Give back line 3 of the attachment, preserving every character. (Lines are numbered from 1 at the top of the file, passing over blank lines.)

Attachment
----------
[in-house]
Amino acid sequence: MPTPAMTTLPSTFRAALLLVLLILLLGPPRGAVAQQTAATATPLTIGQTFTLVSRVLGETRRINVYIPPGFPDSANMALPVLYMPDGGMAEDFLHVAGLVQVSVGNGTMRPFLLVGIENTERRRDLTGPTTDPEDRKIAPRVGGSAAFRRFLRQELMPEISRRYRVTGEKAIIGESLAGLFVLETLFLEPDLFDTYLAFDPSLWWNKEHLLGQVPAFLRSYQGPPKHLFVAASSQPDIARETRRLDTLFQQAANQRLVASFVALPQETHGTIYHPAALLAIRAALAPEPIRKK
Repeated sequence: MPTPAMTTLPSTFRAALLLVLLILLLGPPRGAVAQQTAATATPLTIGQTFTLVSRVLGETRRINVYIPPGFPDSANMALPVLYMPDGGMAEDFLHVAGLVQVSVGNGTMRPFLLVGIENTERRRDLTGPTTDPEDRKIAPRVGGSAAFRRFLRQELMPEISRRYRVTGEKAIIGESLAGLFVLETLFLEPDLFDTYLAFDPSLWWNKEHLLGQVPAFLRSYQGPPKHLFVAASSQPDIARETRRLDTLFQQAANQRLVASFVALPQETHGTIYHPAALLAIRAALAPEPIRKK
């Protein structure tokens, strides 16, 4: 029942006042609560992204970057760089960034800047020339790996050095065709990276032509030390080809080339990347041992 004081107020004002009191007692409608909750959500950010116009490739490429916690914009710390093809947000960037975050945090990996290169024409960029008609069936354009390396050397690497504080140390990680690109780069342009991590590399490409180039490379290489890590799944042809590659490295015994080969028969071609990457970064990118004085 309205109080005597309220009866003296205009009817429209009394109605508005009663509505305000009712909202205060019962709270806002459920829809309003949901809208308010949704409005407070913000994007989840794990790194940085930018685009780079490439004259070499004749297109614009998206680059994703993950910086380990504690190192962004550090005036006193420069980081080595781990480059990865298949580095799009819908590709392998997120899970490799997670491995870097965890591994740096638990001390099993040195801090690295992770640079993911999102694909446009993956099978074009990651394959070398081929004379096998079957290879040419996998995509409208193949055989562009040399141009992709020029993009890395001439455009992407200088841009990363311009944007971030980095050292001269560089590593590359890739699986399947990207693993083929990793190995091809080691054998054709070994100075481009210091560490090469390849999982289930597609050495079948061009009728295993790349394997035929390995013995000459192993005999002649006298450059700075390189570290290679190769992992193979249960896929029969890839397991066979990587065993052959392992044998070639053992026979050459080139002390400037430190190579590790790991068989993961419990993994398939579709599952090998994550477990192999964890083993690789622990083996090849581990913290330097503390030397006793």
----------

Repeated sequence: MPTPAMTTLPSTFRAALLLVLLILLLGPPRGAVAQQTAATATPLTIGQTFTLVSRVLGETRRINVYIPPGFPDSANMALPVLYMPDGGMAEDFLHVAGLVQVSVGNGTMRPFLLVGIENTERRRDLTGPTTDPEDRKIAPRVGGSAAFRRFLRQELMPEISRRYRVTGEKAIIGESLAGLFVLETLFLEPDLFDTYLAFDPSLWWNKEHLLGQVPAFLRSYQGPPKHLFVAASSQPDIARETRRLDTLFQQAANQRLVASFVALPQETHGTIYHPAALLAIRAALAPEPIRKK